AT KNOXVILLE
                                   April 22, 2014 Session


                  Appeal from the Criminal Court for Bradley County
                      No. 12-CR-141     Amy A. Reedy, Judge

                   No. E2013-01117-CCA-R3-PC - Filed July 31, 2014

The petitioner, Eric Vislosky, appeals the denial of his petition for post-conviction relief,
arguing that he received ineffective assistance of trial counsel and that his guilty plea to Class
B sexual exploitation of a minor was therefore unknowing and involuntary. Following our
review, we affirm the denial of the petition.

 Tenn. R. App. P. 3 Appeal as of Right; Judgment of the Criminal Court Affirmed

A LAN E. G LENN, J., delivered the opinion of the Court, in which T HOMAS T. W OODALL and
R OGER A. P AGE, JJ., joined.

Stephen D. Crump, Cleveland, Tennessee, for the appellant, Eric Vislosky.

Robert E. Cooper, Jr., Attorney General and Reporter; Lacy Wilber, Assistant Attorney
General; Robert Steven Bebb, District Attorney General; and Stephen M. Hatchett, Assistant
District Attorney General, for the appellee, State of Tennessee.



       On April 18, 2011, the petitioner entered a best interest guilty plea in the Bradley
County Criminal Court to sexual exploitation of a minor, a Class B felony, in exchange for
a Range I sentence of eight years at 100% in the Department of Correction. The petitioner’s
conviction was based on his violation of Tennessee Code Annotated section 39-17-1003,
which makes it a Class B felony for a person “to knowingly possess material that includes
a minor engaged in: (1) [s]exual activity; or (2) [s]imulated sexual activity that is patently
offensive[,]” when “the number of individual images, materials, or combination of images
and materials . . . exceeds one hundred (100).” Tenn. Code Ann. § 39-17-1003(a), (d)
(2010). The prosecutor recited the facts upon which the State would have relied had the case
proceeded to trial:

       On the date alleged in the indictment the Bradley County Sheriff’s Office
       executed a search warrant at the residence where [the petitioner] was staying.
       They sought the search warrant after the lady that lived there brought to the
       Sheriff’s Department a thumb drive that belonged to [the petitioner]. On the
       thumb drive, upon executing the search warrant officers found numerous
       photographs of images that we believe a jury would find to constitute child
       pornography. There were over a [sic] 100 images of this child pornography
       on the thumb drive and the [petitioner] upon being brought to the Sheriff’s
       Department for questioning waived his right to an attorney. He admitted that
       the thumb drive belonged to him and he also admitted that he did know that the
       images of child pornography were on his thumb drive and he admitted that he
       had moved them there for safe keeping from his laptop computer. And so that
       would be the images and the [petitioner’s] statement would be what we would
       present to the jury tomorrow, your Honor.

       On April 5, 2012, the petitioner filed a petition for post-conviction relief in which he
alleged that he was denied the effective assistance of counsel and entered an unknowing and
involuntary guilty plea. Specifically, he alleged that his counsel was deficient in his
representation, thereby leading him to enter an unknowing and involuntary plea, by failing
to properly examine the evidence and failing to seek an independent review of the thumb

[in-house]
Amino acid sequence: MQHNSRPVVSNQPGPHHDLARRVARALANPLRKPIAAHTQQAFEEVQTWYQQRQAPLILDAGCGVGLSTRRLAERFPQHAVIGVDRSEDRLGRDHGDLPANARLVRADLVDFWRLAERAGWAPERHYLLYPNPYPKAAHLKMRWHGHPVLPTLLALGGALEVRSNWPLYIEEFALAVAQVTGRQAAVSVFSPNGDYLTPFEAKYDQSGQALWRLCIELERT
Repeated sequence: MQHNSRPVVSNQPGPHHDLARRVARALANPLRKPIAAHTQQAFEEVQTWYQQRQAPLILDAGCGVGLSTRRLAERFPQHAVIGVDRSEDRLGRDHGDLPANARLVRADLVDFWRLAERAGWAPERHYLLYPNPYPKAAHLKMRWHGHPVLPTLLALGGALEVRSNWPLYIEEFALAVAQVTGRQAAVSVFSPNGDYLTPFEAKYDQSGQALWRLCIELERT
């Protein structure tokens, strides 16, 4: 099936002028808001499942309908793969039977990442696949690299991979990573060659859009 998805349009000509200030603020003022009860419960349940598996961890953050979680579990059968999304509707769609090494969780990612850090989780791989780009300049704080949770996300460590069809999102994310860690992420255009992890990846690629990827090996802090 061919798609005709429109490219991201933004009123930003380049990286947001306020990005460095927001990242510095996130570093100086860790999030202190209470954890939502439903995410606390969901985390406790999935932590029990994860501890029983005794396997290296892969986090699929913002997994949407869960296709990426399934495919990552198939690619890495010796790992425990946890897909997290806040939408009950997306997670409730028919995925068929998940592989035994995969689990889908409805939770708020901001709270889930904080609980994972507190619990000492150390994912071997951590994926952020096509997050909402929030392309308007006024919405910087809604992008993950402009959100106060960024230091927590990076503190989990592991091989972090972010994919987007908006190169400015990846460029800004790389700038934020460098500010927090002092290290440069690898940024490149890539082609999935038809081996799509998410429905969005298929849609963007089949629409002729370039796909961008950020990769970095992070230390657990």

drive to determine if it contained more than 100 images of child pornography sufficient to
support his Class B felony conviction.

        At the evidentiary hearing, the petitioner’s expert legal witness, James F. Logan, Jr.,
testified that he had been practicing law in Cleveland since 1970 and had extensive
experience with criminal defense, including “[n]umerous sexual offenses.” He said he had
handled five sexual exploitation of a minor cases in federal court within the past five years
and believed himself to be “about as experienced as anybody in . . . southeast Tennessee in
the handling of such cases.” He described the steps he takes in reviewing the evidence and
determining a trial strategy in such a case and said that one step that often is overlooked is
determining exactly how many images are involved and whether those images constitute true
violations of the statute. He testified that he had reviewed the evidence in the petitioner’s
case and that it consisted of images in 174 frames, with the frames consisting of “multiple
collages,” and each collage of “28 different photographs.” He said that 72 of those images
focused on body parts or showed actual sexual activity involving children and thus were
“unquestionably violations of the statute.” In addition, there were two others that
“potentially could be considered to be without question a violation of the statute.” The

remainder of the images, however, were of “nudist colonies” and “family gatherings” at
nudist colonies or beaches. These latter images, Logan believed, were ones that the trial
court might have ruled as a matter of law did not constitute violations of the statute, had trial
counsel raised the issue before the court.

       On cross-examination, Logan acknowledged that the petitioner, with three prior
burglary convictions, would have been sentenced as a Range II offender had he been
convicted of Class C felony sexual exploitation of a minor. He testified that, had it been his
case, he would have counted the images. He further testified that he believed “the reasonable
standard of practice” for any attorney in such a case would be to count the images.

       Detective J.P. Allman of the Bradley County Sheriff’s Department testified that, based
on Logan’s definition of child pornography, he considered that there were over 100 images
of child pornography involved in the case. He further testified that he and trial counsel had
gone through the images together. On cross-examination, he testified that the images on the
thumb drive included pictures of digital, penile, and oral penetrations of small children,
pictures of nude children, and “pictures of children mixed in with adults nude.”

        The petitioner testified that he told trial counsel that he was not guilty of the offense
but that counsel kept pointing out to him throughout his representation that he was guilty, no
matter what he thought. He said that counsel advised him to take the State’s plea offer,
telling him that his choice was either to accept the plea or go to trial and receive twelve years,
or possibly more, at 100%. He said counsel told him that he had counted the images and that
there were 119 that were “verified” as a violation of the statute, 49 that were “in between,”